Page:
By Albert Samaha
By Steve Weinstein
By Devon Maloney
By Tessa Stuart
By Alison Flowers
By Albert Samaha
By Jesse Jarnow
By Eric Tsetsi
An elderly Muscovite—who had no doubt spent his life building communism—approached me last summerin the bowels of an Ikea store on the outskirts of the Russian capital.
"I'm walking in circles," he said. "Tell me—how can I get out?" His plea for escape from Moscow's mecca of cheap foreign merchandise is a shocking reversal of the madcap frenzy over imported goods that sparked up inthe late Soviet era. Vladimir Sorokin's 1985 novel, The Queue—to be published here in August by NYRB (224 pp., $14.95)—recalls that now-vanished time in its opening phrase: "Comrade, who's last in the queue?"
The 52-year-old Sorokin is a member of the first generation of post-Soviet writers, a group that also includes Victor Pelevin, a satirist with a futuristic bent, and Tatyana Tolstaya, champion of the misfit protagonist. The Queue—translated by Sally Laird—captures the Soviet psyche in the peculiar historical moment just before the collapse of the Soviet Union. With only a rudimentary plot and no clear protagonist, the experimental book is composed entirely of snippets of conversation about money, sex, the Beatles, soccer, the sweltering Moscow summer—anything one was likely to overhear in the swarms on glitzy Tverskaya Street or the commercial district of Novy Arbat. This polyphony of voices becomes the story's hero, or perhaps its anti-hero.
Moscow is now flush with cash, imported goods, and sushi restaurants, but Sorokin insists that his 23-year-old novel isn't obsolete. He told the Voice—with his trademark sardonic flourish—that a Soviet mentality persists in Russia, despite the promise of the early '90s. "Ideological clichés are again re-emerging like corpses," he says byphone from Moscow. "A corpse sinks, and then it comes back."
The Queue was originally published by samizdat before being smuggled to Paris, where it first reached Western audiences. Ice, his most recent book to appear in the U.S., is a grim pseudo-thriller about a violent cult. The novel made the Voice's Best Books of 2007 list, but was criticized by sources as varied as The New York Times Book Review and Putin's political party, Unity, a faction of which charged him with obscenity and distribution of of pornography. Sorokin admits that the latter alarmed him, adding: "For now, a writer in Russia may write what he wants. I always emphasize the 'for now.' "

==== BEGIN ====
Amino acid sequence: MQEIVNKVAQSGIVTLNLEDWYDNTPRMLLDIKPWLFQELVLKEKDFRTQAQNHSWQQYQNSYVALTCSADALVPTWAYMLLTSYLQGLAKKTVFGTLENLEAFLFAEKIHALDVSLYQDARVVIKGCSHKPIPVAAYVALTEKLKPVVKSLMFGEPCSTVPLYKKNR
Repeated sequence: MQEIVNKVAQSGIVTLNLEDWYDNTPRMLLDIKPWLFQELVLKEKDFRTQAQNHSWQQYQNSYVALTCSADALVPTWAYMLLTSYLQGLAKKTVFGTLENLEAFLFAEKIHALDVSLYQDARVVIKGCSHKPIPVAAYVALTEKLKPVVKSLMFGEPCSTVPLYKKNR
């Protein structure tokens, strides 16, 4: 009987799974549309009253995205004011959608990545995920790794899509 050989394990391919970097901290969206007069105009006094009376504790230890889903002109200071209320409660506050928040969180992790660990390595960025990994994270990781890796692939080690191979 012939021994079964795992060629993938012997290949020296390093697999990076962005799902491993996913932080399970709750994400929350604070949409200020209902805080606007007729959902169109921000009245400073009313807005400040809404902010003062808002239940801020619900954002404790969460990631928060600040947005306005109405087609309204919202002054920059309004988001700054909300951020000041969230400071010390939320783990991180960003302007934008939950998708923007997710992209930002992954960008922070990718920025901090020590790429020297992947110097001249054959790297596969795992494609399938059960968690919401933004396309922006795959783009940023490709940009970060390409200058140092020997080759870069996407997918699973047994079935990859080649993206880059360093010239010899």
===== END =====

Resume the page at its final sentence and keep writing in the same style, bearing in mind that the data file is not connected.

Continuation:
"Russians read a lot," he says. "They are disappointed by the propaganda they see on TV. Whenever there is political winter, people become more interested in literature. As a writer, I'm happy. As a citizen, I'm not."
The blind spot in our perceptions is filled by our desires and dread, says 51-year-old psychiatrist Dr. Leo Liebenstein, who's convinced that his wife Rema has been replaced by an imposter. In her debut novel, Galchen—a graduate of Mount Sinai Medical School and the Columbia MFA program—weaves together philosophical, literary, and scientific arguments to probe the nature of human consciousness. Best of all, she does it with a sense of humor.
FSG, 256 pp., $23 (June)
Goodbye 20th Century: A Biography of Sonic Youth
By David Browne
In a doting introduction to his subject, biographer David Browne—a music critic for Entertainment Weekly, Rolling Stone, and The New York Times—says he's never felt less hip than he did when he first met the members of Sonic Youth 15 years ago. The band's ability to avoid the usual music-industry clichés of sex, drugs, and rock 'n' roll is what Brown claims inspired him to write this book.
Da Capo, 416 pp., $25 (June)
Say You're One of Them
By Uwem Akpan
African writer and Jesuit priest Uwem Akpan depicts the plight of African children with the kind of restraint only possible when an author fully inhabits his characters—he manages to be empathetic without being condescending. This collection of short stories moves about the war-ravaged, impoverished parts of the continent, following the lives of street kids, siblings sold into slavery, and a family living through the Rwandan genocide.
Little Brown, 384 pp., $23.99 (June)
When You Are Engulfed in Flames
For over a decade, humorist David Sedaris has been sharing the quirks of his own biography, helpfully demonstrating that one life can provide more than a lifetime of fodder. In his new book, Sedaris conjures up the same cocktail of jokes with a twist of tragedy. In one particularly poignant essay, he describes his father's violent anger as he and his sisters laugh at their flatulent Greek grandmother: "Strange that being walloped with a heavy spoon made everything seem funnier."
Little Brown, 366 pp.,$25.99 (June)
Coming of Age at the End of History
Thirty-two-year-old French author Camille de Toledo envisions himself as a "runaway" from capitalism. His book is a manifesto on his generation's state of rebellion, a generation he defines as those "whose outlook formed between the poles of two strangely symmetrical dates": 11/9 (the fall of the Berlin wall in 1989) and 9/11.
Soft Skull, 176 pp., $14.95 (June)
It's hard to find a corner of New England that isn't haunted by literary specters both dead (Hawthorne, Thoreau, Dickinson) and just hanging on (Updike). A relative newcomer to this league of regional writers, Jennifer Haigh—winner of a PEN/Hemingway award—has written a novel as steeped in Massachusetts lore as her characters are stuck in the Cape's springtime mud.
Harper Collins, 384 pp., $25.95 (July)
Savage Barbecue: Race, Culture, and the Invention of America's First Food
Barbecue isn't just an innocent summer treat, argues literature and cultural scholar Andrew Warnes. He delves into the history of BBQ to show how European racism, the fear of cannibalism, and other gastronomical taboos have shaped Western ambivalence toward what he calls the "most American food."
University of Georgia Press, 208 pp., $19.95 (August)